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  • Workers Repaint Ground Floor Corridor, Kennedy Administration
    Robert L. Knudsen
    restoration
    refurbishment
    Ground Floor Corridor
    Ground Floor
    construction & maintenance
    In this photograph by Robert L. Knudsen, workers repaint the Ground Floor Corridor on September 13, 1961. The painting was part of the refurbishment and restoration of the White House under the guidance of First Lady Jacqueline Kennedy. Like the Cross Hall connecting the rooms on the State Floor above, the Ground Floor Corridor provides access to the rooms on the lower level of the Executive Mansion, including the Diplomatic Reception Room, the China Room, the Vermeil Room, the Map Room, and the Library. Stretching between the East Wing and the West Wing, the Ground Floor Corridor was originally a dimly lit basement hallway, and the rooms along the corridor were service spaces. The arched ceiling vaults were intended to support the State Floor above, although they are now mainly decorative. During President Theodore Roosevelt's presidency, this hallway was transformed into a space for displaying artwork and china.
  • President's Dining Room, Ford Administration
    Joseph H. Bailey
    Nelson Brown
    staff
    Second Floor
    President's Dining Room
    This photograph of the President's Dining Room was taken in August 1975 by Joseph H. Bailey and Nelson Brown during the administration of Gerald R. Ford. The President's Dining Room is located on the Second Floor of the Executive Mansion in the northwest corner. The President's Dining Room was originally a bedroom referred to as the Prince of Wales Room after the 1860 visit of Edward Albert, Queen Victoria's son who would later become King Edward VII. It was not until the John F. Kennedy administration that the room became the President's Dining Room and main eating room for the First Family. In 1975, First Lady Betty Ford redecorated the walls of the room, replacing a Zuber & Cie wallpaper depicting scenes from the American Revolution and natural landmarks, with simple yellow paint. In this photograph, an unidentified member of the White House staff lights a candle on the table.
  • John W. Ficklin & Eugene Allen in the President's Dining Room
    George F. Mobley
    staff
    President's Dining Room
    Second Floor
    In this photograph White House butlers John W. Ficklin and Eugene Allen set the table in the President's Dining Room with china from the state service of President Abraham Lincoln. George F. Mobley captured this photograph in March 1963 during the John F. Kennedy administration. The President's Dining Room is located on the Second Floor of the Executive Mansion in the northwest corner. The President's Dining Room was originally a bedroom referred to as the Prince of Wales Room after the 1860 visit of Edward Albert, Queen Victoria's son who would later become King Edward VII. It was not until the Kennedy administration that the room became the President's Dining Room and main eating room for the First Family. The dining room also features sideboards decorated with the silver and a Jean Zuber & Co. wallpaper depicting scenes from the American Revolution and natural landmarks.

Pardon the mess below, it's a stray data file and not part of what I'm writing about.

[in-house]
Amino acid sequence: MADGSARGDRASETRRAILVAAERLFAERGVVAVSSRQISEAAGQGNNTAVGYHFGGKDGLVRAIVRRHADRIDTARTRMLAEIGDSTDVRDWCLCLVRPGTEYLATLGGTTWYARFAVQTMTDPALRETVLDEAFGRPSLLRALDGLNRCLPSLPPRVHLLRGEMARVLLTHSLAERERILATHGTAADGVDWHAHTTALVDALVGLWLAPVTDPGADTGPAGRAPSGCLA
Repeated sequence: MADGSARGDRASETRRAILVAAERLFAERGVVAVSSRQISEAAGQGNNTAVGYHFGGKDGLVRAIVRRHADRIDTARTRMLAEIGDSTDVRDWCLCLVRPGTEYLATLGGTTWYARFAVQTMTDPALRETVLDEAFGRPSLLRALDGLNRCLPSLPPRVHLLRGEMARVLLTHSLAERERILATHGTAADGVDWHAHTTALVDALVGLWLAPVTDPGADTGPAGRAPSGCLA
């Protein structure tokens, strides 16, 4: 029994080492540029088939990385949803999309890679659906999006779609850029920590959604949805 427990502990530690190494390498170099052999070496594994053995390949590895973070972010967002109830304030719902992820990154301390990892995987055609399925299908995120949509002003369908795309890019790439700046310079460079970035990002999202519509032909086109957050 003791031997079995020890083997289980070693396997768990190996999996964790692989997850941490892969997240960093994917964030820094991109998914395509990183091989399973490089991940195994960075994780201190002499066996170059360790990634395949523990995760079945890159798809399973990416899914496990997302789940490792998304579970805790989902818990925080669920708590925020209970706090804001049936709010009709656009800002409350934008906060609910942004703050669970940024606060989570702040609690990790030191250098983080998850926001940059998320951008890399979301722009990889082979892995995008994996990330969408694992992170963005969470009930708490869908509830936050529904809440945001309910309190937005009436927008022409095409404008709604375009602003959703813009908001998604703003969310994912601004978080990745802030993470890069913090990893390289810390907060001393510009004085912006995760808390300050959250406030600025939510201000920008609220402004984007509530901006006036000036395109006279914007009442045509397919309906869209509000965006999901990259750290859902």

• Johnny Johnson in the President’s Dining Room
    George F. Mobley
    President's Dining Room
    staff
    Second Floor
    In this photograph White House butler Johnny Johnson sets the table in the President's Dining Room with china from the state service of President Abraham Lincoln. The President's Dining Room is located on the Second Floor of the Executive Mansion in the northwest corner. The President's Dining Room was originally a bedroom referred to as the Prince of Wales Room after the 1860 visit of Edward Albert, Queen Victoria's son who would later become King Edward VII. It was not until the Kennedy administration that the room became the President's Dining Room and main eating room for the First Family. The dining room also features sideboards decorated with the silver and a Jean Zuber & Co. wallpaper depicting scenes from the American Revolution and natural landmarks.
  • John W. Ficklin & Eugene Allen in the President's Dining Room
    George F. Mobley
    staff
    President's Dining Room
    Second Floor
    In this photograph White House butlers John W. Ficklin and Eugene Allen set the table in the President's Dining Room with china from the state service of President Abraham Lincoln. George F. Mobley captured this photograph in March 1963 during the John F. Kennedy administration. The President's Dining Room is located on the Second Floor of the Executive Mansion in the northwest corner. The President's Dining Room was originally a bedroom referred to as the Prince of Wales Room after the 1860 visit of Edward Albert, Queen Victoria's son who would later become King Edward VII. It was not until the Kennedy administration that the room became the President's Dining Room and main eating room for the First Family. The dining room also features sideboards decorated with the silver and a Jean Zuber & Co. wallpaper depicting scenes from the American Revolution and natural landmarks.
  • John W. Ficklin & Eugene Allen in the President's Dining Room
    George F. Mobley
    staff
    President's Dining Room